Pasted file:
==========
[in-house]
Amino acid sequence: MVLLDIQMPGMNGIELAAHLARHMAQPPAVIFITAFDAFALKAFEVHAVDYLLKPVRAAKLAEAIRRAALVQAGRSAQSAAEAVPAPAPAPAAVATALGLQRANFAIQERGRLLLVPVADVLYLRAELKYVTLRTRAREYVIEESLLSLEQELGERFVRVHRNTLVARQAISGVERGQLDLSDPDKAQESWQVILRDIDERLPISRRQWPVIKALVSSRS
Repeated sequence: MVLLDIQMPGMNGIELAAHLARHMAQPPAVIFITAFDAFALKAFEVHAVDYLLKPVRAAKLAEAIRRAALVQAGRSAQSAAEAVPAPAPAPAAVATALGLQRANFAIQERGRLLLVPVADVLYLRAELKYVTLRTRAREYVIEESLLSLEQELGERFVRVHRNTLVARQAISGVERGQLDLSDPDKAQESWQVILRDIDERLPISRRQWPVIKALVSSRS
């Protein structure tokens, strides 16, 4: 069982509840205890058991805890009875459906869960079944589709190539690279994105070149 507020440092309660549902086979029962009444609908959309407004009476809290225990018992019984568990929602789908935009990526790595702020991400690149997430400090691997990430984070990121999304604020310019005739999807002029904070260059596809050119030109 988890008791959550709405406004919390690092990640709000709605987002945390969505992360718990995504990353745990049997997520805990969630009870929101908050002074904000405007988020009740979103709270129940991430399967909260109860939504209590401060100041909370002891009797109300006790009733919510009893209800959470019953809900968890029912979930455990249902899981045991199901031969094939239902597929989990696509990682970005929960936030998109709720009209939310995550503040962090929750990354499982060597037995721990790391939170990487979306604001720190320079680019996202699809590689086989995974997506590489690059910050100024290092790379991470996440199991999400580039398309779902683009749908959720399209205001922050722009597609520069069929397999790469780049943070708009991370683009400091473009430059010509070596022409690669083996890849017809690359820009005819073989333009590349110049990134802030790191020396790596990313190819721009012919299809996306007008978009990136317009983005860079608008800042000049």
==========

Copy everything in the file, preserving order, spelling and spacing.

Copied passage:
[in-house]
Amino acid sequence: MVLLDIQMPGMNGIELAAHLARHMAQPPAVIFITAFDAFALKAFEVHAVDYLLKPVRAAKLAEAIRRAALVQAGRSAQSAAEAVPAPAPAPAAVATALGLQRANFAIQERGRLLLVPVADVLYLRAELKYVTLRTRAREYVIEESLLSLEQELGERFVRVHRNTLVARQAISGVERGQLDLSDPDKAQESWQVILRDIDERLPISRRQWPVIKALVSSRS
Repeated sequence: MVLLDIQMPGMNGIELAAHLARHMAQPPAVIFITAFDAFALKAFEVHAVDYLLKPVRAAKLAEAIRRAALVQAGRSAQSAAEAVPAPAPAPAAVATALGLQRANFAIQERGRLLLVPVADVLYLRAELKYVTLRTRAREYVIEESLLSLEQELGERFVRVHRNTLVARQAISGVERGQLDLSDPDKAQESWQVILRDIDERLPISRRQWPVIKALVSSRS
């Protein structure tokens, strides 16, 4: 069982509840205890058991805890009875459906869960079944589709190539690279994105070149 507020440092309660549902086979029962009444609908959309407004009476809290225990018992019984568990929602789908935009990526790595702020991400690149997430400090691997990430984070990121999304604020310019005739999807002029904070260059596809050119030109 988890008791959550709405406004919390690092990640709000709605987002945390969505992360718990995504990353745990049997997520805990969630009870929101908050002074904000405007988020009740979103709270129940991430399967909260109860939504209590401060100041909370002891009797109300006790009733919510009893209800959470019953809900968890029912979930455990249902899981045991199901031969094939239902597929989990696509990682970005929960936030998109709720009209939310995550503040962090929750990354499982060597037995721990790391939170990487979306604001720190320079680019996202699809590689086989995974997506590489690059910050100024290092790379991470996440199991999400580039398309779902683009749908959720399209205001922050722009597609520069069929397999790469780049943070708009991370683009400091473009430059010509070596022409690669083996890849017809690359820009005819073989333009590349110049990134802030790191020396790596990313190819721009012919299809996306007008978009990136317009983005860079608008800042000049």